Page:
- Acyclovir is a generally well-tolerated, topically or orally administered herpes antiviral. Newer analogs of the drug, famciclovir and valacyclovir, are also commonly used and possess the same basic properties as acyclovir.
- Acyclovir is most effective against Herpes Simplex Virus and provides modest protection against Varicella Zoster Virus. The drug is relatively ineffective against EBV and does not provide much protection against cytomegalovirus.
- Acyclovir is a structural analog of guanosine which lacks a true cyclical sugar, thus giving the drug is "acyclic" namesake. Although host enzymes can effectively distinguish acyclovir from guanosine, the enzymes of certain Herpes Viruses cannot, resulting in its specific herpes antiviral activity. Herpes viruses possess their own thymidine kinase which performs the initial phosphorylation of nucleosides for entry into nucleotide synthesis. Herpes, but not host thymidine kinase, inappropriately phosphorylates acyclovir which then enters the nucleotide synthetic pathway and become tri-phosphorylated. Acyclovir is then inappropriately incorporated, in place of guanosine, by herpes viral DNA polymerase as it replicates the viral genome. However, the acyclic structure of acyclovir does not allow further extension of the DNA chain, causing chain termination and thus inhibiting viral genome replication.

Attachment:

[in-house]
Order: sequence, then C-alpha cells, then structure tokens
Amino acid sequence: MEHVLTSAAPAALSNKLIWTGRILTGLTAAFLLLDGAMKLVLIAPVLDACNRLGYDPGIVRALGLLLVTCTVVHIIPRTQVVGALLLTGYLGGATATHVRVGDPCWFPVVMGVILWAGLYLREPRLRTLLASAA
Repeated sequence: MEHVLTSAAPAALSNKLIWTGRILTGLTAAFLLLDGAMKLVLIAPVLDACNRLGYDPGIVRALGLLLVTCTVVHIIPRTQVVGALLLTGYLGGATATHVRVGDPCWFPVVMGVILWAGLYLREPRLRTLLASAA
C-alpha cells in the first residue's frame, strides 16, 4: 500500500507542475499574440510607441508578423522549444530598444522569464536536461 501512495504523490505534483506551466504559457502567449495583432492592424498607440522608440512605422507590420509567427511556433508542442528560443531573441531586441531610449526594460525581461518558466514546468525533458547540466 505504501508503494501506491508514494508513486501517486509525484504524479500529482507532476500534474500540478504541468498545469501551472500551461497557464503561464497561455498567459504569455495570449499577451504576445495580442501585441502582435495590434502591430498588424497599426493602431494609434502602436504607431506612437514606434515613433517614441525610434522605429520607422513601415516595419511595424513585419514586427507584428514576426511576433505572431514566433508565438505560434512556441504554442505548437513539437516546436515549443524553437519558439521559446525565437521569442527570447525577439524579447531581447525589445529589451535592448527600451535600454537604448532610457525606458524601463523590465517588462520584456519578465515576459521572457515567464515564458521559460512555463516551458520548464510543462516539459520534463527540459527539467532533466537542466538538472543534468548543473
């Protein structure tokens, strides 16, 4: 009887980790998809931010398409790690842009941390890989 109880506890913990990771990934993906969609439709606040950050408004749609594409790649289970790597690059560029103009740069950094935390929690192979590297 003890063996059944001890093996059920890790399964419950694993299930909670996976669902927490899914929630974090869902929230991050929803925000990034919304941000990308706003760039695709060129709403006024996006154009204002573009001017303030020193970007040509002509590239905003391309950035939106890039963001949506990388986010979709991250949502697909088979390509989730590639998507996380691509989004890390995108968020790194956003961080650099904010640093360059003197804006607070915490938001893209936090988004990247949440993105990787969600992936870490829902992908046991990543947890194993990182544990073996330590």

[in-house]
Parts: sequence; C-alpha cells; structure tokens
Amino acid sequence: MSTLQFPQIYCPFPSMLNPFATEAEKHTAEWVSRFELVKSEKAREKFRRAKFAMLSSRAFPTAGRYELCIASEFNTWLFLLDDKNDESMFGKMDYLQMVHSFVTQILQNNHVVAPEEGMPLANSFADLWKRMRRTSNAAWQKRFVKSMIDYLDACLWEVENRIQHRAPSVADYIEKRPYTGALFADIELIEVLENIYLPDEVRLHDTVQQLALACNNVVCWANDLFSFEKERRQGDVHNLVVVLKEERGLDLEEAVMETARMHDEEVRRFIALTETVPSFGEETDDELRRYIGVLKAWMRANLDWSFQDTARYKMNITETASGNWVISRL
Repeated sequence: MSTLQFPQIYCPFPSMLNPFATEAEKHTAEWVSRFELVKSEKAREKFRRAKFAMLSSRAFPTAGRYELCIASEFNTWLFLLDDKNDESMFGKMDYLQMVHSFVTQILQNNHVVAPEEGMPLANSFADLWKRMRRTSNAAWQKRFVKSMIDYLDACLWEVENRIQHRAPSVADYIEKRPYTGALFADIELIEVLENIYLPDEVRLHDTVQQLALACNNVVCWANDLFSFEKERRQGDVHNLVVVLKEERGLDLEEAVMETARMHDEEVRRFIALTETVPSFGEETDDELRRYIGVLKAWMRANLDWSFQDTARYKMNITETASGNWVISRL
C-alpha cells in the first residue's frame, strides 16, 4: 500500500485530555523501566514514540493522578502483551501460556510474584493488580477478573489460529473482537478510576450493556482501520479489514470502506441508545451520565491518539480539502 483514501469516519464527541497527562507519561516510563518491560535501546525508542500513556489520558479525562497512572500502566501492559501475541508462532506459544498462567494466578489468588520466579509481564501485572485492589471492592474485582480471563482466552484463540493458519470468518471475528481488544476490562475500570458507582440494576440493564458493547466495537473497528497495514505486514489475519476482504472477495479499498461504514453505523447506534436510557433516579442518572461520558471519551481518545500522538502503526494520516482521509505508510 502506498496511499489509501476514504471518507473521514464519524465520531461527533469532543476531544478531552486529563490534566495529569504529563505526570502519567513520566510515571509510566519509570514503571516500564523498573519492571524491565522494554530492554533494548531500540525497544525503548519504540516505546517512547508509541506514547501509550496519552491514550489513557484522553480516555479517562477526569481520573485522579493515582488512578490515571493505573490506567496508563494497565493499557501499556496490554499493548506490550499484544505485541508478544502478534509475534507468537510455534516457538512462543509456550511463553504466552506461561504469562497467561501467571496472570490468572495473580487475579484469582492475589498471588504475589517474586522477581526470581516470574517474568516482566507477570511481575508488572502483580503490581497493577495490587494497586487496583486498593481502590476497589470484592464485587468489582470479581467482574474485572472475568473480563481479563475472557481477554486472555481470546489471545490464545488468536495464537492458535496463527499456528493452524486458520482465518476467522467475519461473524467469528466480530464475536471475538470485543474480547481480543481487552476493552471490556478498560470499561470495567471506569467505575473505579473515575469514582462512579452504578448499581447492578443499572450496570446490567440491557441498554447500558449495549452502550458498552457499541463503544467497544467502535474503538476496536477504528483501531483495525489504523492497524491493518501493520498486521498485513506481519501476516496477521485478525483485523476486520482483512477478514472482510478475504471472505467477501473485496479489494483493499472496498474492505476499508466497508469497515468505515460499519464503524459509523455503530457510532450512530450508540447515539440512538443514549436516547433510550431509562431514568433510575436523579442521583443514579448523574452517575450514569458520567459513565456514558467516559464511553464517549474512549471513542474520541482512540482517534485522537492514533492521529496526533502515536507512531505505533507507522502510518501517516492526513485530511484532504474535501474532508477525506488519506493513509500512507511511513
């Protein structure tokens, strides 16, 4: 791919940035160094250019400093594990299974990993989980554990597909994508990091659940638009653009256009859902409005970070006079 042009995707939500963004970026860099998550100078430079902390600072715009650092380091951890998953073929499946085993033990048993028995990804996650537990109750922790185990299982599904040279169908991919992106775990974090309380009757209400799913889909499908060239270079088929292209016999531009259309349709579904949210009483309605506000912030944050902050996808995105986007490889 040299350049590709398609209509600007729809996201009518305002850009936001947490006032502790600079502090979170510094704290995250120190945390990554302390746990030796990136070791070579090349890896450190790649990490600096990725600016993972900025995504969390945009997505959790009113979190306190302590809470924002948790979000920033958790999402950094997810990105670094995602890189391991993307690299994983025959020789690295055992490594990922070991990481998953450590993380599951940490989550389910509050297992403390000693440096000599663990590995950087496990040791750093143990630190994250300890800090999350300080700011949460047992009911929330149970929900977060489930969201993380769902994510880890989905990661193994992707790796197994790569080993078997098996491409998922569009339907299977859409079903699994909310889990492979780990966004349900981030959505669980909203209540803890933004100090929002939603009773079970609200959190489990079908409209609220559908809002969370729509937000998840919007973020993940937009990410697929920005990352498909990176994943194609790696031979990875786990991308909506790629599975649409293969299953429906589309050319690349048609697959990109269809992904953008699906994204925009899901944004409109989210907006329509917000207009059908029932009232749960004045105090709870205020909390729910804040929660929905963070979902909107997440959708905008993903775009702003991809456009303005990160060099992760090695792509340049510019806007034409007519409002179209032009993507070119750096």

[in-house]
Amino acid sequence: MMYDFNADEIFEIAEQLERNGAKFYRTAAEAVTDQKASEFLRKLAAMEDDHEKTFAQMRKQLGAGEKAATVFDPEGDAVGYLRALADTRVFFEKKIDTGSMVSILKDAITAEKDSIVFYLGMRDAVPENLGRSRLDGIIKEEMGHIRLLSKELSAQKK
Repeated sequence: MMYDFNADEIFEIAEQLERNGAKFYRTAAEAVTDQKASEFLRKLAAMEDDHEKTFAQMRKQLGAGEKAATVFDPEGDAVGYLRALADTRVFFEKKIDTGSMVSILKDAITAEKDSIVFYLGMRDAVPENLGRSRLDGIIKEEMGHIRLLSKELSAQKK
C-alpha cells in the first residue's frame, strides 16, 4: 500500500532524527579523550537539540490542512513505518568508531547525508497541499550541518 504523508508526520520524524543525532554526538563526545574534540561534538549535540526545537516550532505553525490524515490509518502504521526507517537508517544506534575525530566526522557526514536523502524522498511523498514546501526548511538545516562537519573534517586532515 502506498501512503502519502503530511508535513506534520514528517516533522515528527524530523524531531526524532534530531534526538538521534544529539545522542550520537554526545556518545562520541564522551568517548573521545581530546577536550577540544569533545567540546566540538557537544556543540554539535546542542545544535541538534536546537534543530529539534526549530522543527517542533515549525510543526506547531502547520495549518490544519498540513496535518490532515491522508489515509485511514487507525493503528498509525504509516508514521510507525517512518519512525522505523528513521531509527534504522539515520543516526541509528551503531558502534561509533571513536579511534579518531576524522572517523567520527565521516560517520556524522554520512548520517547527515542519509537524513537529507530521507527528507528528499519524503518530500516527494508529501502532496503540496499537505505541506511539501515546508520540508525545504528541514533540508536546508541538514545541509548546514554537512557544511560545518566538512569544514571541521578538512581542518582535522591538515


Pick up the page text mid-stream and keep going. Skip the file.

- Nephrotoxicity: High dosages of acyclovir within the context of dehydration may result in crystalization of the drug in renal tubules; however, this effect is reversible.